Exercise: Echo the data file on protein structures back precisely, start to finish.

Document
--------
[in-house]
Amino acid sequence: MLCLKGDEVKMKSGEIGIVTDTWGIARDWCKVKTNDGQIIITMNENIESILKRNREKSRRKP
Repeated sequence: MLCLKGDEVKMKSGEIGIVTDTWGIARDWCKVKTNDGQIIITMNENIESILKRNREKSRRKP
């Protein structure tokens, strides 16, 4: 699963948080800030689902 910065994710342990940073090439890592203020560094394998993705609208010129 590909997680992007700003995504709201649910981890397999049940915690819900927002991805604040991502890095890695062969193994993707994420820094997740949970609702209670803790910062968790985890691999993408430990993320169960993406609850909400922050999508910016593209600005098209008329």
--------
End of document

[in-house]
Amino acid sequence: MLCLKGDEVKMKSGEIGIVTDTWGIARDWCKVKTNDGQIIITMNENIESILKRNREKSRRKP
Repeated sequence: MLCLKGDEVKMKSGEIGIVTDTWGIARDWCKVKTNDGQIIITMNENIESILKRNREKSRRKP
């Protein structure tokens, strides 16, 4: 699963948080800030689902 910065994710342990940073090439890592203020560094394998993705609208010129 590909997680992007700003995504709201649910981890397999049940915690819900927002991805604040991502890095890695062969193994993707994420820094997740949970609702209670803790910062968790985890691999993408430990993320169960993406609850909400922050999508910016593209600005098209008329």